I think, this also depends on the oprating system. I would say that any development team would avoid loading file type data into fast memory. These problems are all over applications. From the PHP point of view, it could mean that file data have to be read into memory, but it could not mean that the data have to be necceserily in a memory chip. as smart as oprerating systems, apache and PHP are designed, I would expect some disk cashing mechanism for large data block fom the developers.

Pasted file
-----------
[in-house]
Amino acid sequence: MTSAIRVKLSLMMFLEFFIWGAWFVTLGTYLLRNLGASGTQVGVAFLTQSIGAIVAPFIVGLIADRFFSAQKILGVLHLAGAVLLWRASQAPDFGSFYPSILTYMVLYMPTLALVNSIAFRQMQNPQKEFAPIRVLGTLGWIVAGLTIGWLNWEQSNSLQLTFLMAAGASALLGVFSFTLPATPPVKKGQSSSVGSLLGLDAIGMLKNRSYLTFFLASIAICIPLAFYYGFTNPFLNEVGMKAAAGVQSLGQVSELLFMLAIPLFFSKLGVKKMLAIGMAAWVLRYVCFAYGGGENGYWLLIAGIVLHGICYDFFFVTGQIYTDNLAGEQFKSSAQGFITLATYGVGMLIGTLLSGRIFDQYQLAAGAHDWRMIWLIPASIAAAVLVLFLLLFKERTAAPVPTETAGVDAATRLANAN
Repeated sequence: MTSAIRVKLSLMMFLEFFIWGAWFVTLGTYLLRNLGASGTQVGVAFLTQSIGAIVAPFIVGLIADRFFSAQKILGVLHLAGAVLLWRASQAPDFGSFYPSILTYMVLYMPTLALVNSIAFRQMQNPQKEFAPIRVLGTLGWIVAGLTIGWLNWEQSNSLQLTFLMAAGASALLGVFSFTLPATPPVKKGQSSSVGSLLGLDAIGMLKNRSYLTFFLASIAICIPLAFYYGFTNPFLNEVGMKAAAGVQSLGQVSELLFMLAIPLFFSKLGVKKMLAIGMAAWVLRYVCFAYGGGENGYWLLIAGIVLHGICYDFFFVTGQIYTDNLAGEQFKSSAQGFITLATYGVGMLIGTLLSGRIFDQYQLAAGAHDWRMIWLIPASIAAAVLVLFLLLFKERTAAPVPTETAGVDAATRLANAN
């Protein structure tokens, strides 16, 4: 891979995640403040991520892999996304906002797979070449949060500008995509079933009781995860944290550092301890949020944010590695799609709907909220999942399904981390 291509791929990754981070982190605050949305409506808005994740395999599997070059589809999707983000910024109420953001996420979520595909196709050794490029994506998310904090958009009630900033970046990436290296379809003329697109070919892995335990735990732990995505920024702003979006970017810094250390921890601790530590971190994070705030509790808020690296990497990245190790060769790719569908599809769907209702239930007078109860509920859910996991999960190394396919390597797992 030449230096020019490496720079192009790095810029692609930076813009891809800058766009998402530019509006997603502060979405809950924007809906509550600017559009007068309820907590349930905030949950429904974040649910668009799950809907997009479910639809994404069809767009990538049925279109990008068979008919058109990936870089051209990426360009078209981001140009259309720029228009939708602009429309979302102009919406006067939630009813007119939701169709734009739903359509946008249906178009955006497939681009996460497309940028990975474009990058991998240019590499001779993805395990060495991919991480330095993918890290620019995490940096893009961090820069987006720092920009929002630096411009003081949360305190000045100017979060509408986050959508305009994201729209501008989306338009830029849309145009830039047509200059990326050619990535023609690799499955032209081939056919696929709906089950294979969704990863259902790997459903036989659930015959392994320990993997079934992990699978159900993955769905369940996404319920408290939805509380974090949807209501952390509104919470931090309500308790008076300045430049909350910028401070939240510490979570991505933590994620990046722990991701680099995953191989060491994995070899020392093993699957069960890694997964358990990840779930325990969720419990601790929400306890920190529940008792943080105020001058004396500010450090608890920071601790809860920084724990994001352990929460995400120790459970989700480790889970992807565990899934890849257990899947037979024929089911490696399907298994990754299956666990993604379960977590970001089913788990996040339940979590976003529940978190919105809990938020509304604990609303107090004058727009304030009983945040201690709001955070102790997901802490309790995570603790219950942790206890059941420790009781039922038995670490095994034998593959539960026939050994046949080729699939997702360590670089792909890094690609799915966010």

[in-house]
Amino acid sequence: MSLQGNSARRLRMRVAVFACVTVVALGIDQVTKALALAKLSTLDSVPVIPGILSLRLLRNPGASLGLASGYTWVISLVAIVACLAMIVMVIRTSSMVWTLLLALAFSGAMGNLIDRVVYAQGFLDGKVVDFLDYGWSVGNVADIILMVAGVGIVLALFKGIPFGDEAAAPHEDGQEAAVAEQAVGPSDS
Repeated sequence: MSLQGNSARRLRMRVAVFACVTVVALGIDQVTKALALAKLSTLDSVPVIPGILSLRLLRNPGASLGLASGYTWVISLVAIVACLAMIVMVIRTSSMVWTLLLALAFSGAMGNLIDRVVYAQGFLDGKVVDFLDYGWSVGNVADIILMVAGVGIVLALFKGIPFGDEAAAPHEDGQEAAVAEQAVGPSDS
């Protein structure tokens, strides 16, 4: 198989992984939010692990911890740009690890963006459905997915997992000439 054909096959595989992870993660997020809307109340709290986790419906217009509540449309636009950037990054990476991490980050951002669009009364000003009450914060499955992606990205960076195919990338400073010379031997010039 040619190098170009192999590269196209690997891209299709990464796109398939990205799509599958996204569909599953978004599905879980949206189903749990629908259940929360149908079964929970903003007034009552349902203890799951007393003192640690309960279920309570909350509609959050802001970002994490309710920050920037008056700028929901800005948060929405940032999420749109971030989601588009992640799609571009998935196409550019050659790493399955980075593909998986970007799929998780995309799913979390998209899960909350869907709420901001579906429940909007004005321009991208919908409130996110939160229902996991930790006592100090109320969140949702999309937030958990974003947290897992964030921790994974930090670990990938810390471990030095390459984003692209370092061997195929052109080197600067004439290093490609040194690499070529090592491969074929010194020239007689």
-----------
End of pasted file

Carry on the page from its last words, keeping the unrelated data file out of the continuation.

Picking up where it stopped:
so if u did not have any problem yet, do define a test with the average of traffic u are expecting and see what happens. I see a pretty good chance that there will be not so much a problem. ralph_def...@yahoo.de "Grace Shibley" <shibl...@gmail.com> wrote in message news:a4d1d5260909011055o55689189n4e42af2e319f...@mail.gmail.com... > Are you actually having a problem with memory, or simply that you have > to transfer it over a network first? Depending on the protocol used, you > may be able to read it in chunks, but those chunks will still have to be > copied to the computer that is reading it before it can be processed. > > The other option is to run a process in the computer where the file > resides and only send the results over the network. > > Bob McConnell > > > We haven't actually had a problem yet, but we don't want to run a risk of a > server crash. We want to be able to call this PHP function from a > standalone application that will get that particular chunk of data specified > and save it to the local drive. > But, so far, we have been told that any function we use (fopen/fread, > file_get_contents) will first load the entire file into memory. > > As far as I know then, HTTP doesn't support entering files at points > specified by a remote user. A request is made for a file, and the server > determines how to break it up in order to send. > > Apparently, with file_get_contents, you can specify an offset and a > datasize, but it still loads the whole file first. Is this true? > > > On Tue, Sep 1, 2009 at 10:46 AM, Ashley Sheridan > <a...@ashleysheridan.co.uk>wrote: > > > On Tue, 2009-09-01 at 10:43 -0700, Grace Shibley wrote: > > > HTTP > > > > > > On Tue, Sep 1, 2009 at 10:36 AM, Ashley Sheridan > > > <a...@ashleysheridan.co.uk>wrote: > > > > > > > On Tue, 2009-09-01 at 10:34 -0700, Grace Shibley wrote: > > > > > Is there a way to read large (possibly 500 MB) remote files without > > > > loading > > > > > the whole file into memory? > > > > > We are trying to write a function that will return chunks of binary > > data > > > > > from a file on our server given a file location, specified offset and > > > > data > > > > > size. > > > > > > > > > > But, we have not been able to get around loading the whole file into > > > > memory > > > > > first. Is there a way to do this?? > > > > > > > > What sort of remote file is it, i.e. how are you remotely connecting to > > > > it? FTP, HTTP, SSH? > > > > > > > > Thanks, > > > > Ash > > > > http://www.ashleysheridan.co.uk > > > > > > > > > > > > > > > > > > As far as I know then, HTTP doesn't support entering files at points > > specified by a remote user. A request is made for a file, and the server > > determines how to break it up in order to send. > > > > Thanks, > > Ash > > http://www.ashleysheridan.co.uk > > > > > > > > > -- PHP General Mailing List (http://www.php.net/) To unsubscribe, visit: http://www.php.net/unsub.php